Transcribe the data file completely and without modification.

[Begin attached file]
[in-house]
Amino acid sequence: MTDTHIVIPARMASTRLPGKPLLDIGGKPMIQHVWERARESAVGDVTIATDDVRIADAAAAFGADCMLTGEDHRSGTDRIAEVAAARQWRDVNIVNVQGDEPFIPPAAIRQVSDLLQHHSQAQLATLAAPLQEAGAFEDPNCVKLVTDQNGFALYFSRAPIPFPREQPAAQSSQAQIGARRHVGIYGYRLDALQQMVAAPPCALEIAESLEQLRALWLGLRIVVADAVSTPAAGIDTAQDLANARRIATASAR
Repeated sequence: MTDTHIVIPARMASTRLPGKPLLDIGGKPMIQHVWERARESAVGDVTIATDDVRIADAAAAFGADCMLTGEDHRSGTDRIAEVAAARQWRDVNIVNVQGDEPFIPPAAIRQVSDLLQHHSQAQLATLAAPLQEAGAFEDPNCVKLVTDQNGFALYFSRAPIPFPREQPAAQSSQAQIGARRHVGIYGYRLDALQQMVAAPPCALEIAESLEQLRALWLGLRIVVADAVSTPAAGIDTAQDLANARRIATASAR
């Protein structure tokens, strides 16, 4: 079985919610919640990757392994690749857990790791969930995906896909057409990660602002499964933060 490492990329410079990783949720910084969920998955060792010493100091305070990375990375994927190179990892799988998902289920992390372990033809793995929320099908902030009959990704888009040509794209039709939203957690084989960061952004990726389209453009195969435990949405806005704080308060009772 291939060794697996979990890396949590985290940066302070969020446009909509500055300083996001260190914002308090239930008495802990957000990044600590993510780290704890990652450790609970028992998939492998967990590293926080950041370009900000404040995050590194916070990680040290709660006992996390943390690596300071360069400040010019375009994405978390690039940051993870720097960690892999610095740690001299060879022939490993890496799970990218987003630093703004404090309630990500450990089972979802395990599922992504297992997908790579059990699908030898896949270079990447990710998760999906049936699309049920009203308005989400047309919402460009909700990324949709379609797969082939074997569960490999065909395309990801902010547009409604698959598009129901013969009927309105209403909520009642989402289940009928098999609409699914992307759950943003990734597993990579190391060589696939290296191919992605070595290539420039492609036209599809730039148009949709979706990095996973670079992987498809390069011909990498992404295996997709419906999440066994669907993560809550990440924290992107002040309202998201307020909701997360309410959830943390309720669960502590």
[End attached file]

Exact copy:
[in-house]
Amino acid sequence: MTDTHIVIPARMASTRLPGKPLLDIGGKPMIQHVWERARESAVGDVTIATDDVRIADAAAAFGADCMLTGEDHRSGTDRIAEVAAARQWRDVNIVNVQGDEPFIPPAAIRQVSDLLQHHSQAQLATLAAPLQEAGAFEDPNCVKLVTDQNGFALYFSRAPIPFPREQPAAQSSQAQIGARRHVGIYGYRLDALQQMVAAPPCALEIAESLEQLRALWLGLRIVVADAVSTPAAGIDTAQDLANARRIATASAR
Repeated sequence: MTDTHIVIPARMASTRLPGKPLLDIGGKPMIQHVWERARESAVGDVTIATDDVRIADAAAAFGADCMLTGEDHRSGTDRIAEVAAARQWRDVNIVNVQGDEPFIPPAAIRQVSDLLQHHSQAQLATLAAPLQEAGAFEDPNCVKLVTDQNGFALYFSRAPIPFPREQPAAQSSQAQIGARRHVGIYGYRLDALQQMVAAPPCALEIAESLEQLRALWLGLRIVVADAVSTPAAGIDTAQDLANARRIATASAR
């Protein structure tokens, strides 16, 4: 079985919610919640990757392994690749857990790791969930995906896909057409990660602002499964933060 490492990329410079990783949720910084969920998955060792010493100091305070990375990375994927190179990892799988998902289920992390372990033809793995929320099908902030009959990704888009040509794209039709939203957690084989960061952004990726389209453009195969435990949405806005704080308060009772 291939060794697996979990890396949590985290940066302070969020446009909509500055300083996001260190914002308090239930008495802990957000990044600590993510780290704890990652450790609970028992998939492998967990590293926080950041370009900000404040995050590194916070990680040290709660006992996390943390690596300071360069400040010019375009994405978390690039940051993870720097960690892999610095740690001299060879022939490993890496799970990218987003630093703004404090309630990500450990089972979802395990599922992504297992997908790579059990699908030898896949270079990447990710998760999906049936699309049920009203308005989400047309919402460009909700990324949709379609797969082939074997569960490999065909395309990801902010547009409604698959598009129901013969009927309105209403909520009642989402289940009928098999609409699914992307759950943003990734597993990579190391060589696939290296191919992605070595290539420039492609036209599809730039148009949709979706990095996973670079992987498809390069011909990498992404295996997709419906999440066994669907993560809550990440924290992107002040309202998201307020909701997360309410959830943390309720669960502590």